Gudschinsky v. Social Security Administration
ORDER accepting the 15 recommended disposition, overruling the 16 objections, and denying Sandalee Anne Gudschinsky's 2 request for relief. Signed by Judge James M. Moody Jr. on 05/20/2016. (rhm)
IN THE UNITED STATES DISTRICT COURT
EASTERN DISTRICT OF ARKANSAS
SHANDALEE ANNE GUDSCHINSKY
CAROLYN W. COLVIN, Acting Commissioner,
Social Security Administration
After reviewing the recommended disposition (Docket No. 15) and the objections
(Docket No. 16), the Court OVERRULES the objections, ACCEPTS the recommended
disposition, and DENIES Shandalee Anne Gudschinsky’s request for relief (Docket No. 2).
The Court reviewed the record de novo and concluded that substantial evidence supports
the Commissioner’s decision. Gudschinsky objects because the magistrate judge wrote that the
ALJ’s step 3 finding does not control at step 4, but “[e]ach step in the disability determination
entails a separate analysis and legal standard.”1 As a result, a finding in an earlier step does not
control subsequent steps, but logically, carries over to some extent. The ALJ’s step 3 finding
about moderate limitations in concentration, persistence, and pace carried over to the ALJ’s step
4 requirement for simple, routine, repetitive tasks. Moderate limitations in concentration,
persistence, and pace does not equate to an inability to do any mental tasks; in this case, it meant
that Gudschinsky can no longer do detailed tasks like her past work as an electronics technician.
The psychologist who examined Gudschinsky on March 23, 2012, observed no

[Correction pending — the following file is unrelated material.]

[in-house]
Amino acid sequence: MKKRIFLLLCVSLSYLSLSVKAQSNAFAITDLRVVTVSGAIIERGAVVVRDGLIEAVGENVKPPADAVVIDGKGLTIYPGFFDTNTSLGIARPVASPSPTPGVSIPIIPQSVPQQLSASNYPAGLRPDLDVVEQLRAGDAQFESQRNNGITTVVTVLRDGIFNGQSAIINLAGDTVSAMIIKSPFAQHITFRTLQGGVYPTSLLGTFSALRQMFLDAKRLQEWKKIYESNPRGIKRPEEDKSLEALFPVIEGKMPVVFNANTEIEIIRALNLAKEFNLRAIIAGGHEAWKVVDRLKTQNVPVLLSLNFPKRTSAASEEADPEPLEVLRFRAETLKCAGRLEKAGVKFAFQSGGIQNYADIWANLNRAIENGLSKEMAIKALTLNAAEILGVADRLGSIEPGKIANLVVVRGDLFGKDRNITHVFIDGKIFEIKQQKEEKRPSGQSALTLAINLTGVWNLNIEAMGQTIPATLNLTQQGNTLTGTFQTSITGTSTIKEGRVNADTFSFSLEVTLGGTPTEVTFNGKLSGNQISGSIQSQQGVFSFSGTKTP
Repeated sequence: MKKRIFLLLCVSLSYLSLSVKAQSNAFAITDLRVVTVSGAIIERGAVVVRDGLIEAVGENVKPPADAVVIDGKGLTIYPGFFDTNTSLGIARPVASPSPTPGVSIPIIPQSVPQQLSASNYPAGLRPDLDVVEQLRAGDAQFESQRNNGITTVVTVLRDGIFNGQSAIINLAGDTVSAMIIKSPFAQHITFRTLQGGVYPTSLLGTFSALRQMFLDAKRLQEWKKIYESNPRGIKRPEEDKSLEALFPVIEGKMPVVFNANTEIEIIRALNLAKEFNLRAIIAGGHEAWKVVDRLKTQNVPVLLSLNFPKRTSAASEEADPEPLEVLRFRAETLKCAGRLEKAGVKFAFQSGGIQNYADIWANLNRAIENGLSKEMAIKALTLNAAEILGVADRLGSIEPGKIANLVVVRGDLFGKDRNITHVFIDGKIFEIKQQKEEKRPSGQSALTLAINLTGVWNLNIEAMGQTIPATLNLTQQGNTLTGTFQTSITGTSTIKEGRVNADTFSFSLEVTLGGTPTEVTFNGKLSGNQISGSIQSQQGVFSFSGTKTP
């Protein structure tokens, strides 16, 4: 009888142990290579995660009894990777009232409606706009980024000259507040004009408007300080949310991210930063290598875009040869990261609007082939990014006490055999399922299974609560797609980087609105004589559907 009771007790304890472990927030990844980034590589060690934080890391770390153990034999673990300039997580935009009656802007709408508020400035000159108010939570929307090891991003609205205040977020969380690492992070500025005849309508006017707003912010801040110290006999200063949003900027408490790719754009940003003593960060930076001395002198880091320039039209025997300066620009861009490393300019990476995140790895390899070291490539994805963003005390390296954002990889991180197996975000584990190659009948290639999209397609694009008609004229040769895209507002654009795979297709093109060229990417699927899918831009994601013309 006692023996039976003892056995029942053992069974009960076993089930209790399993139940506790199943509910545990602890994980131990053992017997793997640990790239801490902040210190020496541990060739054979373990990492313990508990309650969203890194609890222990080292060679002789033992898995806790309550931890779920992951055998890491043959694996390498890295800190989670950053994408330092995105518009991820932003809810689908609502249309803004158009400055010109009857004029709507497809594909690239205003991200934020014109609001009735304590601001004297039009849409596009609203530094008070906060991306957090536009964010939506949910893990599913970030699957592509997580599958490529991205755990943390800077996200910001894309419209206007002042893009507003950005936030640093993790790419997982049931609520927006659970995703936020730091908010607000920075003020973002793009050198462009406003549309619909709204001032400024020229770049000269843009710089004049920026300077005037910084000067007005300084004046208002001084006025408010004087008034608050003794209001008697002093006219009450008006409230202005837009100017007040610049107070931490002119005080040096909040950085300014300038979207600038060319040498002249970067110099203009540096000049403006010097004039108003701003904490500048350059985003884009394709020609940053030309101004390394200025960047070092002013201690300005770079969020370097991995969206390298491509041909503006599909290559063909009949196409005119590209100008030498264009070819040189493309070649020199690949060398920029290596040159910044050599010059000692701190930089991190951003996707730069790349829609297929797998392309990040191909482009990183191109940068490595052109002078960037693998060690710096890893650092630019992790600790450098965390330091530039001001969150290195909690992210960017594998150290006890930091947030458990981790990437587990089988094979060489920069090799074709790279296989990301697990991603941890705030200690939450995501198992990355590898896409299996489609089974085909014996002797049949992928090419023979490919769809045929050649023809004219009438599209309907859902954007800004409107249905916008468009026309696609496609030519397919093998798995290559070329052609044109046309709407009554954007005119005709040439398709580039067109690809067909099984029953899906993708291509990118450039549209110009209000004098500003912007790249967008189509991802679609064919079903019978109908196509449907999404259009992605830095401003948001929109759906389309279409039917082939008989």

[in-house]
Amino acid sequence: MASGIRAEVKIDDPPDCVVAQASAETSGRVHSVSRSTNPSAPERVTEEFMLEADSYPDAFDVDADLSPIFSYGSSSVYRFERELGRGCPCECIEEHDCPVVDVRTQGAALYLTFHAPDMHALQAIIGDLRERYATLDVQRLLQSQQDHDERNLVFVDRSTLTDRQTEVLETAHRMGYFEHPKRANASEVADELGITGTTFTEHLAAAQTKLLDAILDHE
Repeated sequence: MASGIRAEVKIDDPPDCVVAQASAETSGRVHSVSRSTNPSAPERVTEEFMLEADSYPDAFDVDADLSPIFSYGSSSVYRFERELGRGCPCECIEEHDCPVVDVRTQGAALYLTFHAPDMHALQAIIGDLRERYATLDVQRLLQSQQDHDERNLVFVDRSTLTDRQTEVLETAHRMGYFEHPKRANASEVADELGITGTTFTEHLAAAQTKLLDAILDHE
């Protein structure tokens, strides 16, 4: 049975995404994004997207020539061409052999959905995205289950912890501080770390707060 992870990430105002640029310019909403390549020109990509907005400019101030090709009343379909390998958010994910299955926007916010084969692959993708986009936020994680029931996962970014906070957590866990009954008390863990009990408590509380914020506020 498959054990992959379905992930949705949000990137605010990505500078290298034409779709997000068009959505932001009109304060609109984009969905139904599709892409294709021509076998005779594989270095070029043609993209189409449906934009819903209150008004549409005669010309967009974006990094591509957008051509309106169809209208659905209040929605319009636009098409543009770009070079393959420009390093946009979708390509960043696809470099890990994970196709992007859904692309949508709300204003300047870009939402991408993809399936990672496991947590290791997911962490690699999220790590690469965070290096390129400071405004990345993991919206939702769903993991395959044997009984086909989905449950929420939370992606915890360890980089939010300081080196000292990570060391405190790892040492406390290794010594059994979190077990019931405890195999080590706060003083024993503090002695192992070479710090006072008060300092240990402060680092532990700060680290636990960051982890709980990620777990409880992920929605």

limitations in concentration, persistence, or pace, and reported a satisfactory ability to cope with
the mental demands of work.2 The exam is particularly probative of Gudschinsky’s credibiltiy
Lacroix v. Barnhart, 465 F.3d 881, 888 n.3 (8th Cir. 2006).
SSA record at p. 394.
because she claims disability since April 25, 2012.3 The temporal proximity of the exam and
the alleged onset date undermines her credibility. Gudschinsky’s psychiatrist reported moderate
limitations in concentration, persistence, and pace for simple tasks,4 but that meant Gudschinsky
would have intermittent difficulty doing simple tasks, but could generally perform satisfactorily,
but not always. Such limitation does not mean Gudschinsky lacked any useful ability.
As for the objection about discounting the psychiatrist’s medical statement, the
magistrate judge discussed infrequency of treatment, but the ALJ relied primarily on treatment
notes in discounting the medical statements. Treatment notes document no disabling symptoms.
Gudschinsky’s testimony that she can’t afford to see her psychiatrist more often may be true, but
the infrequency of her visits is also consistent with an effective treatment plan.
Because a reasonable mind will accept the evidence as adequate to support the decision,
the Court will enter judgment affirming the decision of Carolyn W. Colvin, Acting
Commissioner of the Social Security Administration.
So ordered this 20th day of May, 2016.
UNITED STATES DISTRICT JUDGE
Id. at p. 205.
Id. at pp. 399 & 425.
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